Raindrops Keep Falling on our Heads
Anyone feeling a wee bit wet lately can look to the record-breaking St. Louis clouds for the reason.
(Photo from O'Fallon, Missouri in September. More photos here.)
That's right. In a year of historical benchmarks -- first black president elected, first time dog was off the menu in Beijing due to hosting the Olympic games, etc. -- is it really any wonder it was a momentous weather year as well?
The 2008 precipitation total Monday was a whopping 57.96 inches, according to the National Weather Service. Even if nothing else falls from the sky the rain record is a lock. The previous record? A measly 54.97 inches set in 1982.
For those keeping score at home, the record was officially broken at 1:02 p.m. on December 23. These are statistics dating back to 1870, when scientists started paying attention.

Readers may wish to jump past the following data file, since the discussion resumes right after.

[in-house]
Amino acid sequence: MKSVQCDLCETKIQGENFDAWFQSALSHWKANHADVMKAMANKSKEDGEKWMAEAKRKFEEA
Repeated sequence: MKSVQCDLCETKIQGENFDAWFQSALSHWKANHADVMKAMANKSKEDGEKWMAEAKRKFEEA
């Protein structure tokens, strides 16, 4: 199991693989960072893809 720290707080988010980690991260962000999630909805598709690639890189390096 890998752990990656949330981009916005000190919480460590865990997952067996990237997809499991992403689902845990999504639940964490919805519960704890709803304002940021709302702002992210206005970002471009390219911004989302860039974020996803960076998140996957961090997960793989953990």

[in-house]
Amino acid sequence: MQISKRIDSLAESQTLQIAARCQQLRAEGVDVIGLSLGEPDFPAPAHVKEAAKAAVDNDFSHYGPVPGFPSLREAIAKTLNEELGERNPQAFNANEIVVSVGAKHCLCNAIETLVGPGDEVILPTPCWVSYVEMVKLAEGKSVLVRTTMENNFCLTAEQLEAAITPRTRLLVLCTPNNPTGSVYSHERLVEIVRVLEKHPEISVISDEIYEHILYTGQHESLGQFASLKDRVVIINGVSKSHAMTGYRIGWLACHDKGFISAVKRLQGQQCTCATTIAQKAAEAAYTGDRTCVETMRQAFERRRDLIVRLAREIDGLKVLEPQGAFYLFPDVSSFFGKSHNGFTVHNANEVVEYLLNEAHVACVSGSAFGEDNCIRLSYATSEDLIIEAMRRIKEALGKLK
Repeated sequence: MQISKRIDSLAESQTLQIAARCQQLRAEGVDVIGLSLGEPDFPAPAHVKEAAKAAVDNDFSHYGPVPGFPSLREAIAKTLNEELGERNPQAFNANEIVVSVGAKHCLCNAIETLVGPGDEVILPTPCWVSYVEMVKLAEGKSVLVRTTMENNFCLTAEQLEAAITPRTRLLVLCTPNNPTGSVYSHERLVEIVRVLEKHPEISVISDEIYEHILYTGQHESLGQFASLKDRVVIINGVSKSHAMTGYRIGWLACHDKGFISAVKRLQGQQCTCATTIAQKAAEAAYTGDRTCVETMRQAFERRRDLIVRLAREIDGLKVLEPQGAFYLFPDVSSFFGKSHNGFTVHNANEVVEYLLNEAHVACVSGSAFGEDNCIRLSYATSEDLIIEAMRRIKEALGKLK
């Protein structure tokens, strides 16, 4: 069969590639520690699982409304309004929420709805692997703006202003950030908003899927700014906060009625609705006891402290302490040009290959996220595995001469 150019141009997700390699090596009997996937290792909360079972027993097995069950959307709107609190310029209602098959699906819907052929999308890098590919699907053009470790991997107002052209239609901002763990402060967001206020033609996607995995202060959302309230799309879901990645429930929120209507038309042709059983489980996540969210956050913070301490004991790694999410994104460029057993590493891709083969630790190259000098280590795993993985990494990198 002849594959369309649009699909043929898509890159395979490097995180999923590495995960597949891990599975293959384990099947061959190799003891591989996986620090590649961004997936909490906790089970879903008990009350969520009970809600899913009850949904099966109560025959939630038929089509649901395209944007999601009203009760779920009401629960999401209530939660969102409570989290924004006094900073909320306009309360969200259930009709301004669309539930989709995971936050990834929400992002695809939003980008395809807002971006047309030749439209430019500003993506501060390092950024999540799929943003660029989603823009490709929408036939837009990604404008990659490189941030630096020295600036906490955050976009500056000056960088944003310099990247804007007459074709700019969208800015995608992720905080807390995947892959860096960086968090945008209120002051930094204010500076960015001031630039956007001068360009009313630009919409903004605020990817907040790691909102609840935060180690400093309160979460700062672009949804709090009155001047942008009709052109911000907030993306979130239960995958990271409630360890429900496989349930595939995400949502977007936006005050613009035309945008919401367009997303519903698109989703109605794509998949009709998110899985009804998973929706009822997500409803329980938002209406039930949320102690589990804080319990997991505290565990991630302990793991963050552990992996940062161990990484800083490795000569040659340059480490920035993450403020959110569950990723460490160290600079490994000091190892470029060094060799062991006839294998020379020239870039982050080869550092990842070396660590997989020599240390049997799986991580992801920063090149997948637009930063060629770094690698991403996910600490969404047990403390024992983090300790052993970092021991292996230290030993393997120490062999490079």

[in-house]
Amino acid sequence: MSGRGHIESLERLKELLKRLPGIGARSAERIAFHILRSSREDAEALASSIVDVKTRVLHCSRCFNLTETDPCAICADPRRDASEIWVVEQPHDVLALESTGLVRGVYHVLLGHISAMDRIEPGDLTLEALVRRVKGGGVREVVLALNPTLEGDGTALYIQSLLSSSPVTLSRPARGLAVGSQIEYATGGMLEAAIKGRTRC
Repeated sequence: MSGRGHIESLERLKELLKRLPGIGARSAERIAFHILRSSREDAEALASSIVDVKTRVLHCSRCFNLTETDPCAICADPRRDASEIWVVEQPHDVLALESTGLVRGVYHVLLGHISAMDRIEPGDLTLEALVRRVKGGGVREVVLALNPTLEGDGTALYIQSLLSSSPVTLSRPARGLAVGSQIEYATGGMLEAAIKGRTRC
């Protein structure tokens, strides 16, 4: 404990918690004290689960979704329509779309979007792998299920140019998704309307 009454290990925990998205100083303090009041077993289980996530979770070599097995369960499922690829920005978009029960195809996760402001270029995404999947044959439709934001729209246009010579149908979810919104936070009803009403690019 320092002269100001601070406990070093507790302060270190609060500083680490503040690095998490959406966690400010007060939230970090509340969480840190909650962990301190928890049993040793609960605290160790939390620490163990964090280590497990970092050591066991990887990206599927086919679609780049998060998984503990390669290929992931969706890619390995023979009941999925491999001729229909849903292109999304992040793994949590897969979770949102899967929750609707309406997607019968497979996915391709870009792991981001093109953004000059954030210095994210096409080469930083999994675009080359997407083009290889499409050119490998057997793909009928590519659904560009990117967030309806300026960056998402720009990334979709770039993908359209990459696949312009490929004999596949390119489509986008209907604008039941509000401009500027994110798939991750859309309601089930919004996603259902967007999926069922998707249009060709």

Everyone in the weather world is stunned. No one knows why this is happening.
"You know, that's one of those million-dollar questions," says Jim Kramper, Warning Coordinator Meteorologist for the St. Louis National Weather Service. "Right now there's nothing definitive to say 'hey, this is it.'"
In fact, Kramper says jumping to conclusions is just so wrong right now.
"People want to talk about global warming and all that stuff. You can't pin a local event on a global event," he says.
"If it's happening or not happening you still get local variations. The experts may look back and try and see some signals, but that's yet to be done."
Sadly, no more rain is predicted between now and the New Year. Even though it's a lock, it's always nice to run up the score.
- Photo By Lyle Whitworth